From the warm feeling of family around the Thanksgiving holiday to my aunt’s signature dish, it’s hard to proceed as usual when a person and their food are a significant part of your life. Last year, a week after Thanksgiving, my aunt was killed in her home, just steps from the table where we had eaten Thanksgiving dinner. A man my aunt said had been stalking her for two decades has been charged with killing her. My family has been robbed of her and what she meant to us, especially during the holiday season.
There have been elements of this situation that have been hard to process, but the peace that I have found is that although she can’t come back or ever be replaced, I’m able to feel her presence through her broccoli cheddar cornbread. Whenever I want to be transported back to my happy place — my family’s dinner table — or feel a warm hug from her, I can add all the ingredients together and get one step closer to those familiar feelings. However, I can’t quite get it exactly how she did. I don’t think it’s even possible because I know the essential ingredient she put into it was love, and the love she had for her family can never be duplicated.
Aunt Cheryl’s gumbo and fried fish
For years, I’ve made the pilgrimage to New Orleans to have Thanksgiving with my parents and other family members. The highlight wasn’t the Cajun fried turkey or the other side dishes. It was my aunt Cheryl Armant’s gumbo and fried fish. I will put her gumbo against anybody’s in the world.
Unfortunately, my aunt died two years ago, just days before Thanksgiving. While she is gone, I will never forget how special her meals were on Thanksgiving and how much she meant to me. In our last conversation, she talked about how excited she was for Thanksgiving and how she had her gumbo ready, and all the other famous dishes that people from Louisiana love so much.
Grandma Russell’s biscuits
This Thanksgiving marks two years and two months since my grandmother Bessie Russell died. The last few times I saw her, she was in her home of 52 years in Mount Airy, Philadelphia. She was barely eating.
While a lot of my most recent memories of her revolve around food: going out to eat with her and my mom — her oldest daughter — after doctor’s appointments or pedicures, bringing her salads and sandwiches once she was in hospice, and not leaving her room anymore. I can’t remember the last time I tasted her cooking.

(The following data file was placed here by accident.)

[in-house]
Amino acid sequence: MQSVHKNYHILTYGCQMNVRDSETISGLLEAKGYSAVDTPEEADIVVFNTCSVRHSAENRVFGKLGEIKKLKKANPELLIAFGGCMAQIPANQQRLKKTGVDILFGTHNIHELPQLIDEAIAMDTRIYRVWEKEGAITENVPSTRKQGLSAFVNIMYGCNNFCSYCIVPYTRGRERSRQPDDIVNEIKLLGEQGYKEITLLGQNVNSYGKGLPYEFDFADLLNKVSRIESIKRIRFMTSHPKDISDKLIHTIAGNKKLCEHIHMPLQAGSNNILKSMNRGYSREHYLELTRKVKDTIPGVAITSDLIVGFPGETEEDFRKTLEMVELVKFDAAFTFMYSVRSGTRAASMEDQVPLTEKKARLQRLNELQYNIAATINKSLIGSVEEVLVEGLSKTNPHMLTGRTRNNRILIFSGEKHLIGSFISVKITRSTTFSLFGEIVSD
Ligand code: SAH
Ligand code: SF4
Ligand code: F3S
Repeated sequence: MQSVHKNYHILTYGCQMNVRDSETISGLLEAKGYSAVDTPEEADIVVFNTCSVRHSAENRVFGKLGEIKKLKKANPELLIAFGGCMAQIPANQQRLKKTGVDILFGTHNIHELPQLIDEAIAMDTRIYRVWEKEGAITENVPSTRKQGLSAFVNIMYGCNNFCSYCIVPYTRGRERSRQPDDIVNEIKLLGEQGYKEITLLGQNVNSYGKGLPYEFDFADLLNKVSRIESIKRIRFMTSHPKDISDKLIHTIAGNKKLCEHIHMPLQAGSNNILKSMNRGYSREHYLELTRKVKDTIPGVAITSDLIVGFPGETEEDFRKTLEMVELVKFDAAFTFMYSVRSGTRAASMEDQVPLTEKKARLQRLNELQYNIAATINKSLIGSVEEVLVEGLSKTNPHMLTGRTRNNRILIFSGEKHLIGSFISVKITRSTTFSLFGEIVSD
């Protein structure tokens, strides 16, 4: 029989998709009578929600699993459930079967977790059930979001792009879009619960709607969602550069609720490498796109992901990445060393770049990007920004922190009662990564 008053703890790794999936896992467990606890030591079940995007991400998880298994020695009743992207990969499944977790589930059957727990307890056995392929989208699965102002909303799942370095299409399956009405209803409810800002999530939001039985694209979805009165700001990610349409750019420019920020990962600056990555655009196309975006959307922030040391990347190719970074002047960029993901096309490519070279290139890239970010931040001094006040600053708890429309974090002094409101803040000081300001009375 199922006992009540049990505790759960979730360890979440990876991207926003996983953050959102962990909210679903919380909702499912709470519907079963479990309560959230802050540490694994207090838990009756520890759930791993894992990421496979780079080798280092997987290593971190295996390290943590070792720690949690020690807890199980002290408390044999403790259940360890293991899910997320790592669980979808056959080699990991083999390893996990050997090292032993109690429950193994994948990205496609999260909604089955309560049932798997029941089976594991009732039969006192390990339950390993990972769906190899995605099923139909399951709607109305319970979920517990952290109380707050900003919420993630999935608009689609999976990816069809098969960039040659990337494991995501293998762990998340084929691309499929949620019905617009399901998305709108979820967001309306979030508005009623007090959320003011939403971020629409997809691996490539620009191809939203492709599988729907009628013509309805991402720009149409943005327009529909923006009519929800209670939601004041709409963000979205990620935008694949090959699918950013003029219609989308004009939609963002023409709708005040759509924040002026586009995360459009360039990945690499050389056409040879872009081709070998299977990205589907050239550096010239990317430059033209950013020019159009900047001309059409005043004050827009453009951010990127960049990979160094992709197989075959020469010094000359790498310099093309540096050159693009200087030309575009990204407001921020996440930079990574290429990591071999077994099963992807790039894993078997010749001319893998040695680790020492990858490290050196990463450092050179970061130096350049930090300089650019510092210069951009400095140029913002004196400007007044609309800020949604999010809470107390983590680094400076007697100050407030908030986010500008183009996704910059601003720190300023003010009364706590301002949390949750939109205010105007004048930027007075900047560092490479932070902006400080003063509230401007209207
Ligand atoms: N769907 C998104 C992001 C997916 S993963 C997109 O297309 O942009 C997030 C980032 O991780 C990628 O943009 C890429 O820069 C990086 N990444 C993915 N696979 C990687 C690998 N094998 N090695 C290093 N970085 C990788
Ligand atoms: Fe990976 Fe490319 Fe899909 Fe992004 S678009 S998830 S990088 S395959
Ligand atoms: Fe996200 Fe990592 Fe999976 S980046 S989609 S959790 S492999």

I’d like to say that I wish I could have appreciated the last time I had her home cooking a little bit more. I can’t lie, though. For me, the lasting memories I have of my grandmother reimagined what femininity looked like for Black women beyond the kitchen.
Don’t get me wrong, she definitely could throw down, and there were dishes I loved. I loved her biscuits. I only ate her greens — a mix of turnip, mustard, and collards with turkey butts, onion, garlic, and rutabaga. Add hot sauce and vinegar as it boils down — for the longest time. My mouth is watering, thinking about the smell of the butter and a little garlic she melted in a saucepan to pour over them.
“She made homemade biscuits that none of us have the recipe for,” my mom said, remembering her favorite dishes of her mother’s. “She could make cakes and pies; I love apple pie.”
When I think of my grandmother, who I have called by her last name, Russell, since I was a baby — never, ever “grandmom,” or, even worse to her, “nana” — I think of all the meals she prepared for other people. And how she wanted more for her girls. My Russell never finished high school. She had the first of her five children when she was 17 and my mother when she was 19. Russell worked as a caretaker, a home aide for other people’s loved ones.
“She never required me to cook,” my mother, Eugenia Russell Hargrove, said. “She was more interested in me getting an education and me being a certain kind of person.” My mom continued, “She didn’t allow me to hang around with everybody.” Instead, my grandmother sent my mom to charm school and took an active interest in her friend group.
My mom’s only “job” (if you could even call it that) at home used to be keeping my grandmother company while she prepared meals, often from scratch, including desserts. Oh, and my mom had to set the table. Russell loved to use her table to set a mood. Eating at Russell’s house was about the ambiance: she liked having candles and flowers and would change the tablescape’s theme each year.
“She wanted to have a nice home,” Hargrove said. “She wanted for things to be a certain way and you just admire women that are like that, even from back in the day, but she knew she didn’t have skills to go out on her own and she wanted those things for me. She wanted me to have options. She wanted me to not have to stay somewhere.”